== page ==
Only one city can truthfully make the following claim: We have won four world championships in the past nine seasons.
Although it relies on one franchise, the Spurs, to carry the torch for the city in the world of major league sports, San Antonio boasts unmatched success in recent years.
Boston probably will take umbrage with this assessment. Although the Red Sox have won two of the past four World Series, consider that
• The Patriots play 30 miles away in Foxborough. The team hasn't been the Boston Patriots since 1970, when it left town after a decade of relative indifference. Furthermore, they were this close to signing a deal to move to Hartford in 1999. So let's not be so quick to hand over those three Lombardi Trophies to the city of Boston.
After all, this campaign ultimately aims to determine TitleTown USA. Not TitleState USA or TitleRegion USA.
• The Spurs have the highest winning percentage in NBA Finals history (.727, 16-6).
• Through the 2006-07 season, the Spurs had the highest winning percentage in any of the four major sports during the previous decade (.709, 559-229).
• ESPN The Magazine has compiled the Ultimate Standings each of the past six years, rating the four major pro sports teams by a formula that combines winning, affordability, stadium, coach, players and ownership. The Spurs have finished first twice and never lower than third -- out of 122 franchises.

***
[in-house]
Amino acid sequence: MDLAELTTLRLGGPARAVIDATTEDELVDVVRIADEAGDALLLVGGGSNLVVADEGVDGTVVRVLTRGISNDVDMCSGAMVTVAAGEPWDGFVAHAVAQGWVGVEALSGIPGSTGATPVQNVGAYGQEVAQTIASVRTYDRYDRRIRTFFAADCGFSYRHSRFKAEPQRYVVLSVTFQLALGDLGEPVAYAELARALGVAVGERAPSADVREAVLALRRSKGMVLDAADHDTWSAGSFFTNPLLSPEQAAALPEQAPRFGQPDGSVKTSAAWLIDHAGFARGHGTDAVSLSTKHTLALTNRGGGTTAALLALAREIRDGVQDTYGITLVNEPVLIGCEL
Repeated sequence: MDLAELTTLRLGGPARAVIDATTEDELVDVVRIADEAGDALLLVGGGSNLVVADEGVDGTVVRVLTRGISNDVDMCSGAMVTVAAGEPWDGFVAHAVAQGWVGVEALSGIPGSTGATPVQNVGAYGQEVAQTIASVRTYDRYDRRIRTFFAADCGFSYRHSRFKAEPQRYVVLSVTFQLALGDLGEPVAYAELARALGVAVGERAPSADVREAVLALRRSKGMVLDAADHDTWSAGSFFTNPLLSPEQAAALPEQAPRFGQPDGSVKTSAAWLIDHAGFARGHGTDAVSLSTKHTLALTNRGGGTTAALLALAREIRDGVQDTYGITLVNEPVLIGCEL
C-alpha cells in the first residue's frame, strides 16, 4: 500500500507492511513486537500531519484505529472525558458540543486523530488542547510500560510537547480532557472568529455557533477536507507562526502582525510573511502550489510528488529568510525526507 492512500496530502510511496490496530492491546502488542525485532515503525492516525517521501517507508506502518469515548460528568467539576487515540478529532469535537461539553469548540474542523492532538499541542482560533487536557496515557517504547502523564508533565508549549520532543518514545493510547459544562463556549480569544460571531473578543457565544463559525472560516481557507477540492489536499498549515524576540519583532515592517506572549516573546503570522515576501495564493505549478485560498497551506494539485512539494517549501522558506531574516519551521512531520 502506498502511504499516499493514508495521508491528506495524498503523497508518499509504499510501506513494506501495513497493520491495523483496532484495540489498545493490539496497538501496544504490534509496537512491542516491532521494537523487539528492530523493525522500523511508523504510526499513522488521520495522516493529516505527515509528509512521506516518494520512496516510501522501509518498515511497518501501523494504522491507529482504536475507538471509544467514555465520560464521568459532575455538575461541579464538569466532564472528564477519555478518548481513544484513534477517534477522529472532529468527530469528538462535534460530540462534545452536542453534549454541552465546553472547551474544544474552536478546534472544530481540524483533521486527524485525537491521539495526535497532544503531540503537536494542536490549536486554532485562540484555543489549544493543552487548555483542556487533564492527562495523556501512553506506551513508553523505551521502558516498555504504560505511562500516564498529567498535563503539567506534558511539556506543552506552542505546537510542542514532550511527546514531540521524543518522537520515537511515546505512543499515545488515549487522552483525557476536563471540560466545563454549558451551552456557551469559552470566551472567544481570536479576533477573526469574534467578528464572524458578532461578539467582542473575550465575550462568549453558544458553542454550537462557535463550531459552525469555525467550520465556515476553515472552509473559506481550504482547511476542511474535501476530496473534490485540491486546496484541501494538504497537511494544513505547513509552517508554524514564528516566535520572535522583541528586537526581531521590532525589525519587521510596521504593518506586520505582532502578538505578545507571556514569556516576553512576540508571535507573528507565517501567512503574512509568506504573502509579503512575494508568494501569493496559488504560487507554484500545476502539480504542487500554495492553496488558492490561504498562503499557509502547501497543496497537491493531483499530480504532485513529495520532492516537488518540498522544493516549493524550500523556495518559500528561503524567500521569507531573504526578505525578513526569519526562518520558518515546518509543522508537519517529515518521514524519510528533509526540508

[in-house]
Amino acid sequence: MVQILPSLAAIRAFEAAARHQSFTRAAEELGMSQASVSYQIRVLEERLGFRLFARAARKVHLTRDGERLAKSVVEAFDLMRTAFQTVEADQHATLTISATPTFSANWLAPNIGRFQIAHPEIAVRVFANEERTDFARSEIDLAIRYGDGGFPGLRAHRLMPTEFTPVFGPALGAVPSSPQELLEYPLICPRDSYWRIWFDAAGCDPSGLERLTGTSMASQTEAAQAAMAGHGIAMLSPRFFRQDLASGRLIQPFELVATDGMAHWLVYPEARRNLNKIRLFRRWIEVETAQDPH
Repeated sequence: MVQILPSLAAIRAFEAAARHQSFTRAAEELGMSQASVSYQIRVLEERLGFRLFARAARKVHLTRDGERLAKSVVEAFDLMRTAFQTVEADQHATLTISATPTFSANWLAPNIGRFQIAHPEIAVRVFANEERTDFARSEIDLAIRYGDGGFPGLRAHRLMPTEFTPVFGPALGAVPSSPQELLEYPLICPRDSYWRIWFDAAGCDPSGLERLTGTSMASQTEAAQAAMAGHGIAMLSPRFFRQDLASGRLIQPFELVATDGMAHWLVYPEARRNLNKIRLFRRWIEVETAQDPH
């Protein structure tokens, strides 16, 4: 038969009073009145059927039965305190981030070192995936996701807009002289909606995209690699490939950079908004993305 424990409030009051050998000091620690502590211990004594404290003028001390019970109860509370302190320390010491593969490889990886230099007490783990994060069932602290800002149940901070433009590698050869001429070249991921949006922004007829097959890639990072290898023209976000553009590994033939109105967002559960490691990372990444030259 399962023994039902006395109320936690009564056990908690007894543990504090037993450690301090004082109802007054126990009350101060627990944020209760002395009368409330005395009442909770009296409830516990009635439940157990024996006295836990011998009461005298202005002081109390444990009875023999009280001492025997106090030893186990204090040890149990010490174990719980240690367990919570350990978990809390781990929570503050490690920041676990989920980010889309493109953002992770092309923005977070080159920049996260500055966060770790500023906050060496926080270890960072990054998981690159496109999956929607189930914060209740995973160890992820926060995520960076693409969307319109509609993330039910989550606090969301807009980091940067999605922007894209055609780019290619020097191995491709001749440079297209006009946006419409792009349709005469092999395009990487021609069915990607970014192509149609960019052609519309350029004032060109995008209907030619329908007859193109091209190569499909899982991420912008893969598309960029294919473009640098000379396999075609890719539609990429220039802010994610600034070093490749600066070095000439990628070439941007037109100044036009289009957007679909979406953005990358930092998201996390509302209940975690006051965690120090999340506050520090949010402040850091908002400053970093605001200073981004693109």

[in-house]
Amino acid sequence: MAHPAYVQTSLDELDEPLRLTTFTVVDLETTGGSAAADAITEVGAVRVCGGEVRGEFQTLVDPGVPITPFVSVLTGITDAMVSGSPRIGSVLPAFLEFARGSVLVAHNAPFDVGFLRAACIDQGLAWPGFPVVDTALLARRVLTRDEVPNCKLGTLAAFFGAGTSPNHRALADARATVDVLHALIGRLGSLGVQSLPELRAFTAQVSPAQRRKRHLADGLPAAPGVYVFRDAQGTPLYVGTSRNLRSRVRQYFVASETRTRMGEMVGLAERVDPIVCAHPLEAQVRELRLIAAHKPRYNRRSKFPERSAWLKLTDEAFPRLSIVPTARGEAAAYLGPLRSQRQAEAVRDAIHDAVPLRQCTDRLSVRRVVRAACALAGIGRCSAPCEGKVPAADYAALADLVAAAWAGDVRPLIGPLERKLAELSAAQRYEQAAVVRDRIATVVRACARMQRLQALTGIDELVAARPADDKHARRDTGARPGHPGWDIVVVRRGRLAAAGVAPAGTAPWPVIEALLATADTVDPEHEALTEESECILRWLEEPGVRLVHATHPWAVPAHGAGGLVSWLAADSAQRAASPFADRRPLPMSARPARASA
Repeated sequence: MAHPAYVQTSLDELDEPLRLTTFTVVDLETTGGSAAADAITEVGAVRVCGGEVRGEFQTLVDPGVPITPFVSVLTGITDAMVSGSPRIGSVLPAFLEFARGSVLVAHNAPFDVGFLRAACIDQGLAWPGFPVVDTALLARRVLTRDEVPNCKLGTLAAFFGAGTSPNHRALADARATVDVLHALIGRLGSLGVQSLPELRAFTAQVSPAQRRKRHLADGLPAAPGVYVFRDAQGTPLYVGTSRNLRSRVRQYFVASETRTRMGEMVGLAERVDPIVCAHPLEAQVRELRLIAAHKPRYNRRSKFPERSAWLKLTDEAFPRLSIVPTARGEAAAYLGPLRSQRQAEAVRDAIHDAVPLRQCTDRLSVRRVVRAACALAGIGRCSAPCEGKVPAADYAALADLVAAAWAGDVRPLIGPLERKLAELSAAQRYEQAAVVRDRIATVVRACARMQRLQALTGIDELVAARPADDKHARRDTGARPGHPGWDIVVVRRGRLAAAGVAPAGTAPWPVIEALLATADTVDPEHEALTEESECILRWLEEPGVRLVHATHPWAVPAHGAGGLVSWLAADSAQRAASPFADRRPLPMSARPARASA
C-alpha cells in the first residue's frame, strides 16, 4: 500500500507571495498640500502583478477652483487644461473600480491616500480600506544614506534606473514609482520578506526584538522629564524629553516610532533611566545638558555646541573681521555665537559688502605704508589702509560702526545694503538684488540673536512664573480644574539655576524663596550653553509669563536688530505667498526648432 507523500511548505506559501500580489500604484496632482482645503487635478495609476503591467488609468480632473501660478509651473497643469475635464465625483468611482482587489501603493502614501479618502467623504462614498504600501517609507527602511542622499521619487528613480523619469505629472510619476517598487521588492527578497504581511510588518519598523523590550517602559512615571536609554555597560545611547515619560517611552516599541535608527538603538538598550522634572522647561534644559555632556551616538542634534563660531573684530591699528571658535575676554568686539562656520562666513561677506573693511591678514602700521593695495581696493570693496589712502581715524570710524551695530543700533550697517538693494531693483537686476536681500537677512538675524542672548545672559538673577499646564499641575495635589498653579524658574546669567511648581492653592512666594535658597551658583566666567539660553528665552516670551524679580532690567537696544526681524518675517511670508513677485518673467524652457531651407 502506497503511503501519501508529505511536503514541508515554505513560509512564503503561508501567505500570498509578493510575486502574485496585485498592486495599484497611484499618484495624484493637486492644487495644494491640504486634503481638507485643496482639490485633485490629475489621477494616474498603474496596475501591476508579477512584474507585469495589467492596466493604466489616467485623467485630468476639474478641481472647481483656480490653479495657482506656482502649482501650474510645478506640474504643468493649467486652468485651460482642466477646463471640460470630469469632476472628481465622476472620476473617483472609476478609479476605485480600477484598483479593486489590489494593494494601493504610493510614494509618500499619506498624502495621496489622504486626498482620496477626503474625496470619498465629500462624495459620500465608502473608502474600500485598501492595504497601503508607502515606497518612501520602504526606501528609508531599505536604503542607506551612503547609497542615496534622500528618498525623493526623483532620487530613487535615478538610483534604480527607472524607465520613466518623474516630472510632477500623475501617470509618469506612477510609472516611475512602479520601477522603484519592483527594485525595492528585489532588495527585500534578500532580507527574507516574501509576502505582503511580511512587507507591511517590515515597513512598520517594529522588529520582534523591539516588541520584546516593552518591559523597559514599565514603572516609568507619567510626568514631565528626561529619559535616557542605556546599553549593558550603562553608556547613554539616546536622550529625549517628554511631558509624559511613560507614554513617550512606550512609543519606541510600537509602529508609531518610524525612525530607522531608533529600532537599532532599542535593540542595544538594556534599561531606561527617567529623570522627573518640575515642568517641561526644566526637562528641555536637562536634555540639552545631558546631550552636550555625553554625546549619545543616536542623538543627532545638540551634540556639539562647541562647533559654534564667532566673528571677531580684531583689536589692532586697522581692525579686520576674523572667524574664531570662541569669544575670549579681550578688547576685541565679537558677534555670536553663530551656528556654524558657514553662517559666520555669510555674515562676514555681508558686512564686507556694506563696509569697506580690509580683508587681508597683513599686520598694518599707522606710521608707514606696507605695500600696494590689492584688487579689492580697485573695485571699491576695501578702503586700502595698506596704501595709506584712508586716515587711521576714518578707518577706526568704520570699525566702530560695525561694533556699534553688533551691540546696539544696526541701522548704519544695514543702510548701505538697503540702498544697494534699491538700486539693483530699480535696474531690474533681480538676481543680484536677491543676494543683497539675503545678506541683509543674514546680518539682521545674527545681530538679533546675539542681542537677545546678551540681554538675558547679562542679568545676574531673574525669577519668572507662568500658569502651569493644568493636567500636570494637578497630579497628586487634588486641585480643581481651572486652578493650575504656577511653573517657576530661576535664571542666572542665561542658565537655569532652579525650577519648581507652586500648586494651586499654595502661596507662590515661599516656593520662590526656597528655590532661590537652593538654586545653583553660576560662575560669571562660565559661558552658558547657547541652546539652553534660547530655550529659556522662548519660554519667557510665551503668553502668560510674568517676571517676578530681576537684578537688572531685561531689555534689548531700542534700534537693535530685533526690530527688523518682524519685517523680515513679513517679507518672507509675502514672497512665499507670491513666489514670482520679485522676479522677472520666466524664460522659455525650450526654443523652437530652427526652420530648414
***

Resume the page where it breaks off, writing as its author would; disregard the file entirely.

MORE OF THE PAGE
• San Antonio also has determined four national college basketball championships since 1998, playing host to three men's Final Fours and one women's Final Four.
San Antonio tends to lose style points on the national stage. The Spurs don't strut, preen or pound their chests for the cameras. All they do is win, and because of that some fans perceive them to be boring. But isn't winning the true bottom line?
Green Bay, another one-horse town, was dubbed Titletown when the Packers won five championships in the 1960s. If the Spurs win the 2008 NBA title, that would be San Antonio's fifth championship in a decade.
What more needs to be said?